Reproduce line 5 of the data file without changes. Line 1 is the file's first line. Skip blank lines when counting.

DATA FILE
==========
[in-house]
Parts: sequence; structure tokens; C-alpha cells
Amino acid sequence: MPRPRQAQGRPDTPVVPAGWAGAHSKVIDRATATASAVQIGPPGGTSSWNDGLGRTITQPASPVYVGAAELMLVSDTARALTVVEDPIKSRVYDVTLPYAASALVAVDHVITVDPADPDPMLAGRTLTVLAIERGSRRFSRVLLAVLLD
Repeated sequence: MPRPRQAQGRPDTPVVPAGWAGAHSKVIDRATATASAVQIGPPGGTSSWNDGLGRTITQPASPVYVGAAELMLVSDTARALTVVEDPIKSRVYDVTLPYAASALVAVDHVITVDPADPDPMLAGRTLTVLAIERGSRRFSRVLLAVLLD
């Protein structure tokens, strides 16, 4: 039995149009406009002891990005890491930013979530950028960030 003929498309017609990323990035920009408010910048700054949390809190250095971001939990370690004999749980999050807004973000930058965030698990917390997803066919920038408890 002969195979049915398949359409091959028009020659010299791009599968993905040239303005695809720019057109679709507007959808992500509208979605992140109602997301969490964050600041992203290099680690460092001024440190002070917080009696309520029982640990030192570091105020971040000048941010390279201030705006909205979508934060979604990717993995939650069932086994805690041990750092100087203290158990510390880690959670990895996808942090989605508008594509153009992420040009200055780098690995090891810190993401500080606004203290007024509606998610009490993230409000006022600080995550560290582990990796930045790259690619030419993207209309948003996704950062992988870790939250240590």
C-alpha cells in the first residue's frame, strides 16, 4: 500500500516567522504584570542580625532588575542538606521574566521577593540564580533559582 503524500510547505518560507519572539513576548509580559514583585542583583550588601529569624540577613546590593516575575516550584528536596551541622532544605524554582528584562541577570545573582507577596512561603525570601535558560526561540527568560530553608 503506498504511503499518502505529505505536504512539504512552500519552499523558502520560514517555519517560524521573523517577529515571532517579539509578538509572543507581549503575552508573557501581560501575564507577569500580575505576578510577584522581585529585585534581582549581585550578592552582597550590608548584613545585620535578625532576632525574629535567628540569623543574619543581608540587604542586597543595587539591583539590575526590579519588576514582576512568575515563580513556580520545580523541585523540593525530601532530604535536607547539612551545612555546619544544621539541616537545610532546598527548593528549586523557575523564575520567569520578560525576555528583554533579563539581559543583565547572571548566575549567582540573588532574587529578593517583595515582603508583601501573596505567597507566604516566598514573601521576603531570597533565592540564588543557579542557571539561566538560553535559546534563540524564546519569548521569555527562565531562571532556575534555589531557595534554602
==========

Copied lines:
């Protein structure tokens, strides 16, 4: 039995149009406009002891990005890491930013979530950028960030 003929498309017609990323990035920009408010910048700054949390809190250095971001939990370690004999749980999050807004973000930058965030698990917390997803066919920038408890 002969195979049915398949359409091959028009020659010299791009599968993905040239303005695809720019057109679709507007959808992500509208979605992140109602997301969490964050600041992203290099680690460092001024440190002070917080009696309520029982640990030192570091105020971040000048941010390279201030705006909205979508934060979604990717993995939650069932086994805690041990750092100087203290158990510390880690959670990895996808942090989605508008594509153009992420040009200055780098690995090891810190993401500080606004203290007024509606998610009490993230409000006022600080995550560290582990990796930045790259690619030419993207209309948003996704950062992988870790939250240590």